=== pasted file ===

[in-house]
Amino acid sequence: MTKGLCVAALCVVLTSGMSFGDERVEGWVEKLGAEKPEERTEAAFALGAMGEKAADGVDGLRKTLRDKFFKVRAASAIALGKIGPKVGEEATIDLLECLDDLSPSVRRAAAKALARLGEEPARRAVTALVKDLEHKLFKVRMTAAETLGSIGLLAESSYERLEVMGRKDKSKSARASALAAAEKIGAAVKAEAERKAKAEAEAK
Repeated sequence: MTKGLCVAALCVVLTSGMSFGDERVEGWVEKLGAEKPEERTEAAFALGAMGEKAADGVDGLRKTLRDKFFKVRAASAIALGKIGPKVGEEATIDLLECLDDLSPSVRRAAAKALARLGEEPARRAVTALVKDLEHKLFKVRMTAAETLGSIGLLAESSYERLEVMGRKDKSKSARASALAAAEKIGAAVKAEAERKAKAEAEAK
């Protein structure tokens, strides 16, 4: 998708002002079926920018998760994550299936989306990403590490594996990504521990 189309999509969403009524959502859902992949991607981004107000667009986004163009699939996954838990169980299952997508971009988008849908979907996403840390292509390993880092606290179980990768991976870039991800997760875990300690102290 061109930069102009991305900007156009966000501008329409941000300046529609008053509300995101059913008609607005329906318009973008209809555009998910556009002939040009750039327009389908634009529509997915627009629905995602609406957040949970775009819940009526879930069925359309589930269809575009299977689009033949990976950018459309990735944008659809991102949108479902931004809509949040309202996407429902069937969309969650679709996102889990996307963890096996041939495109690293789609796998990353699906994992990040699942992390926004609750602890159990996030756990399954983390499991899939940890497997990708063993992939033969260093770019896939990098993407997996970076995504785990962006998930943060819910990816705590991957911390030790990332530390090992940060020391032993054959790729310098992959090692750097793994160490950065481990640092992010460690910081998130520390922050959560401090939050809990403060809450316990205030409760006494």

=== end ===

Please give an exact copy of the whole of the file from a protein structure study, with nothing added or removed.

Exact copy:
[in-house]
Amino acid sequence: MTKGLCVAALCVVLTSGMSFGDERVEGWVEKLGAEKPEERTEAAFALGAMGEKAADGVDGLRKTLRDKFFKVRAASAIALGKIGPKVGEEATIDLLECLDDLSPSVRRAAAKALARLGEEPARRAVTALVKDLEHKLFKVRMTAAETLGSIGLLAESSYERLEVMGRKDKSKSARASALAAAEKIGAAVKAEAERKAKAEAEAK
Repeated sequence: MTKGLCVAALCVVLTSGMSFGDERVEGWVEKLGAEKPEERTEAAFALGAMGEKAADGVDGLRKTLRDKFFKVRAASAIALGKIGPKVGEEATIDLLECLDDLSPSVRRAAAKALARLGEEPARRAVTALVKDLEHKLFKVRMTAAETLGSIGLLAESSYERLEVMGRKDKSKSARASALAAAEKIGAAVKAEAERKAKAEAEAK
């Protein structure tokens, strides 16, 4: 998708002002079926920018998760994550299936989306990403590490594996990504521990 189309999509969403009524959502859902992949991607981004107000667009986004163009699939996954838990169980299952997508971009988008849908979907996403840390292509390993880092606290179980990768991976870039991800997760875990300690102290 061109930069102009991305900007156009966000501008329409941000300046529609008053509300995101059913008609607005329906318009973008209809555009998910556009002939040009750039327009389908634009529509997915627009629905995602609406957040949970775009819940009526879930069925359309589930269809575009299977689009033949990976950018459309990735944008659809991102949108479902931004809509949040309202996407429902069937969309969650679709996102889990996307963890096996041939495109690293789609796998990353699906994992990040699942992390926004609750602890159990996030756990399954983390499991899939940890497997990708063993992939033969260093770019896939990098993407997996970076995504785990962006998930943060819910990816705590991957911390030790990332530390090992940060020391032993054959790729310098992959090692750097793994160490950065481990640092992010460690910081998130520390922050959560401090939050809990403060809450316990205030409760006494």